The internet is littered with literally thousands of blog posts and youtube videos about crop vs full frame sensors, and there are millions of comments on the topic across seemingly innumerable forums, message boards, and article comment sections. A great many of them them have to do with noise performance, focal length comparison, or dynamic range. But depth of field is talked about less often, and that’s what this posting is all about.
Crop vs Full Frame: Depth of Field (DoF) in a Nutshell
I could write several hundred words here to try to appease the Google bot gods and maximize my search engine optimization, but really this is a pretty simple distinction. The real difference between crop vs full frame sensors when it comes to DoF comes down to a simple metric: 1 stop. Yep, that’s it. All other things being equal, an APS-C (crop) sensor will have 1 stop more of DoF than a full-frame sensor at any given aperture setting.
So what does that mean? For practical purposes, it means that the DoF (the range in front of and behind your subject that is in focus) will be deeper on a crop sensor than a full-frame sensor. And it will be deeper by about 1 stop. Scroll down for a table that gives a comparison between crop vs full frame across the range of full f-stops (and here’s a link to my Handy-Dandy List of f-stops). But let’s look at a real-world example first.
Crop vs Full Frame: DoF Example
Let’s use the good old 50mm lens as our first example. It’s probably the most common lens in use, and is often the cheapest available prime (new or used). And let’s assume that the crop sensor has a 1.5x crop factor multiplier for equivalent full-frame focal length comparison. Canon APS-C cameras have a 1.6x crop factor, but that’s the only brand that has that size sensor, so we’ll ignore that for our example.
Consider a FujiFilm XT-4 body (crop) with the excellent FujiFilm 50mm f/2 lens. To the old-school 35mm film photog, that sounds like a “normal” perspective setup and fast aperture. But from the mindset of a full-frame camera field of view and DoF, the Fuji setup is going to perform as a 75mm lens with a maximum aperture of f/2.8. So that’s a short telephoto in terms of field of view instead of being in between wide and tele. And the equivalent f/2.8 effective aperture isn’t slow by any measure, but it’s about half the light you would get with a f/2 lens on a full-frame sensor.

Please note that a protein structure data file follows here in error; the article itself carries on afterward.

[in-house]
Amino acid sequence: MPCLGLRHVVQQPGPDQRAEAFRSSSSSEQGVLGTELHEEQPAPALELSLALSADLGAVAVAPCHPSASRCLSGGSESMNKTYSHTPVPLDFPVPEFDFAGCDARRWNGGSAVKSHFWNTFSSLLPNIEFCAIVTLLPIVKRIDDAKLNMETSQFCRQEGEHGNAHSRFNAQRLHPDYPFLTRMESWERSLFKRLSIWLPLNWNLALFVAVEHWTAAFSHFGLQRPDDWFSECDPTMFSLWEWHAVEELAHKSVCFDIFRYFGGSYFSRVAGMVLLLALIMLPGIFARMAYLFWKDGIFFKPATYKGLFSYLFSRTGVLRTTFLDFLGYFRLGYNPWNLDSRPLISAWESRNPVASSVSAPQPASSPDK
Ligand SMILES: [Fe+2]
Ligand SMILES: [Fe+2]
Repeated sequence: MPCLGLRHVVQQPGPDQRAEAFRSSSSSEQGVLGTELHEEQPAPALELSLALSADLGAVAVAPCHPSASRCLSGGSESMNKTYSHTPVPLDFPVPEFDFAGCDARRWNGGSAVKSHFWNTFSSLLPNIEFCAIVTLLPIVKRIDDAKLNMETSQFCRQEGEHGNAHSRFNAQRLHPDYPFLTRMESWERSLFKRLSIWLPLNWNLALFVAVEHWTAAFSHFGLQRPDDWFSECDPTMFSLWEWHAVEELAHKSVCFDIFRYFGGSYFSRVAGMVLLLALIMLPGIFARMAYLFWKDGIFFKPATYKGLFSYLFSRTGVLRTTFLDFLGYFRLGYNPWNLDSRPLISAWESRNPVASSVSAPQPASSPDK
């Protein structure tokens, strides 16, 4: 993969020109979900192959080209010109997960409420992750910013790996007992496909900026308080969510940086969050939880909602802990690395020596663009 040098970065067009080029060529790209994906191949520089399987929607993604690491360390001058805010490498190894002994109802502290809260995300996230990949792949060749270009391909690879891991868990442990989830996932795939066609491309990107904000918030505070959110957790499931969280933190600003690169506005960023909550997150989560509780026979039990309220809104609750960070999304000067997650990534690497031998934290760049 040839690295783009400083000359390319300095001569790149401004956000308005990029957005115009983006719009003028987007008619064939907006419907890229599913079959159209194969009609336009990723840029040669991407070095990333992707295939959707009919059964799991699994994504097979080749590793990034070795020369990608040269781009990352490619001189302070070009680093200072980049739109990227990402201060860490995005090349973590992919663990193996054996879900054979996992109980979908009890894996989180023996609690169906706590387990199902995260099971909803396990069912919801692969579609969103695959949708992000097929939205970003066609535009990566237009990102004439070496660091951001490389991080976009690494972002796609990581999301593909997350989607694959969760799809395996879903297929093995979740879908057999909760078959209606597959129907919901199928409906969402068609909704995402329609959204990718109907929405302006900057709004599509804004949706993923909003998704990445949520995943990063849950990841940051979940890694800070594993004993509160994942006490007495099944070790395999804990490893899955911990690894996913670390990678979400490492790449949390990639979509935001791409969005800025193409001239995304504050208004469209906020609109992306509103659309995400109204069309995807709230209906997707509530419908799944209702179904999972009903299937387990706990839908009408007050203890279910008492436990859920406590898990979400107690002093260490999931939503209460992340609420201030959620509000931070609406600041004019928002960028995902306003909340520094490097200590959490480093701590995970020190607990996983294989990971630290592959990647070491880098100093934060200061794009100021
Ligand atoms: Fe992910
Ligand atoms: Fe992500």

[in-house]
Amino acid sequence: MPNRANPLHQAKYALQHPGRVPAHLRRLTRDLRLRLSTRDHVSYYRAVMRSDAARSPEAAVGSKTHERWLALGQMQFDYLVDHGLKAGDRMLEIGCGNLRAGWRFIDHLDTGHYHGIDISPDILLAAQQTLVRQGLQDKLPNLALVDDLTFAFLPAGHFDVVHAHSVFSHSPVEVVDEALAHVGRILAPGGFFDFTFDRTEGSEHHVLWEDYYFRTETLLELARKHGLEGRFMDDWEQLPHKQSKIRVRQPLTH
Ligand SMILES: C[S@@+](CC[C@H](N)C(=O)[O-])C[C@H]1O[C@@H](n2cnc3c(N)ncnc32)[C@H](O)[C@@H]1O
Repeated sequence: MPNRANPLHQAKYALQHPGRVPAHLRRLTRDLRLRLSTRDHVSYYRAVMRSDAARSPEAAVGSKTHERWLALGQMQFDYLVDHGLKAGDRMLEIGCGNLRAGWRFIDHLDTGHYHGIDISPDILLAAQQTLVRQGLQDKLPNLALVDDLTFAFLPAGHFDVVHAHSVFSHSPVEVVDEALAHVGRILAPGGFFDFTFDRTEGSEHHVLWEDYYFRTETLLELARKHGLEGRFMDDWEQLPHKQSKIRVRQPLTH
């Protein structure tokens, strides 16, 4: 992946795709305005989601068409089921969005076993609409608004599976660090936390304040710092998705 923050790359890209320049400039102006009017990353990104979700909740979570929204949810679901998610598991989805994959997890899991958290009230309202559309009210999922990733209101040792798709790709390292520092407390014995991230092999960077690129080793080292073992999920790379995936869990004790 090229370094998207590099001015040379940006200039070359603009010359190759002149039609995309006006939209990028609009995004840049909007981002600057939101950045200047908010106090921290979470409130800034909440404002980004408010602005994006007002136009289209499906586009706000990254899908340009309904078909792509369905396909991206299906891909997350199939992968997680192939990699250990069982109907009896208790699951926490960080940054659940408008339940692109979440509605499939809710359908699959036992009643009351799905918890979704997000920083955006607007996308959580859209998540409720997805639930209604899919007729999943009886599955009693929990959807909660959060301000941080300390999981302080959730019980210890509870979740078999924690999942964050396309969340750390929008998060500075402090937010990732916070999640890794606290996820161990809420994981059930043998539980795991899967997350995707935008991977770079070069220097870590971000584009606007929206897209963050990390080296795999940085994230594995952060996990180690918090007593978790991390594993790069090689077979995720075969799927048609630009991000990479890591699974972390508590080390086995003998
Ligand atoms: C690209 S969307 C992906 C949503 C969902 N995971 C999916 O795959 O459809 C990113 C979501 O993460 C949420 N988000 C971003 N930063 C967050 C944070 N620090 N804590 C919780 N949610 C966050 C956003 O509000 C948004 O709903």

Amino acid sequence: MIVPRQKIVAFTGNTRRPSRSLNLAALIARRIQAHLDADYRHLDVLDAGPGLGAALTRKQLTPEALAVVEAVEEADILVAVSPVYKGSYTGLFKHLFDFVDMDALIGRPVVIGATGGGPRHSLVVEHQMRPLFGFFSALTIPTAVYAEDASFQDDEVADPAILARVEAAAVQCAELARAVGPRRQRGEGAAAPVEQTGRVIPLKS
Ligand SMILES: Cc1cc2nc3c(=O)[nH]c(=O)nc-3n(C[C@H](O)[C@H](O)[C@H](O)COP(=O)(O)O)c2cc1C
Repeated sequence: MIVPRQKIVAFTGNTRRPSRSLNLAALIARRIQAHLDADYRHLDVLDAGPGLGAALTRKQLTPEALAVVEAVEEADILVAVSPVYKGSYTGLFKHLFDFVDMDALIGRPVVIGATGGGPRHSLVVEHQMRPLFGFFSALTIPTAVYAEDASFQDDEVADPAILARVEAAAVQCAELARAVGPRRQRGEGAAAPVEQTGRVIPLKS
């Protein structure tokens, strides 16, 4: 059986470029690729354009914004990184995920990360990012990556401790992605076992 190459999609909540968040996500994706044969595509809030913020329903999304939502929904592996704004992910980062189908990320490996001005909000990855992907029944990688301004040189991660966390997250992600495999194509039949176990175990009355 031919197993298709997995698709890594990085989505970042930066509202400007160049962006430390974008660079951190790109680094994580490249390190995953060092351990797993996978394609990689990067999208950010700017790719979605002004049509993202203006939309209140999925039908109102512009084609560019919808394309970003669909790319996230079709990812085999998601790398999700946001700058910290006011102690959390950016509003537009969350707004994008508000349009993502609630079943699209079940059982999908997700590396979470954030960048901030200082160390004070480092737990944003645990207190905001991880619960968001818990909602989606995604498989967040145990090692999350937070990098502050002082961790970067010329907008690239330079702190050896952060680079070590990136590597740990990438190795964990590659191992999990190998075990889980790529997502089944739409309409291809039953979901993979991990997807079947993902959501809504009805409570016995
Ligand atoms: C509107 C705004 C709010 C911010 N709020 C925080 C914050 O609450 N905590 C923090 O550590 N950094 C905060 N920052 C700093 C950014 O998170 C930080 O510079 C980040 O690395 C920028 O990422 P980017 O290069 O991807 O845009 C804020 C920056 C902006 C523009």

A zoom lens gives another way to look at this issue. Say you’ve got a Sony A6100 (crop) body with Sony’s 55-210 kit zoom lens, with its variable aperture of f/4.5 – f/6.3. From the perspective of a full-frame experience, that lens is effectively 82.5mm at f/6.3 on the wide end, and 315mm at f/8.8 on the telephoto end. That extra reach is a real advantage of a crop sensor, but you pay for that in terms of available light.
Full Frame vs Crop: DoF Equivalency Table
Here’s a simple table to show how a given aperture on a crop sensor would perform in terms of DoF versus a full-frame sensor.
|Full Frame f-stop||Crop Equivalent f-stop|
Which is Better: Full Frame or Crop?
This is a bit of a click-bait header, as there isn’t a simple answer. There’s no way to tell which type of sensor took any given picture, and many amazing photographs have been produced with both sensor types.
The advantage to crop setups is that the bodies and lenses are usually (but not always) cheaper, smaller, and lighter than their full-frame counterparts. And the extra focal length reach is great for wildlife and sports photographers. There are also pluses to full frame cameras/lenses, but it’s been beat to death all over the internet already, so I won’t add to the noise here.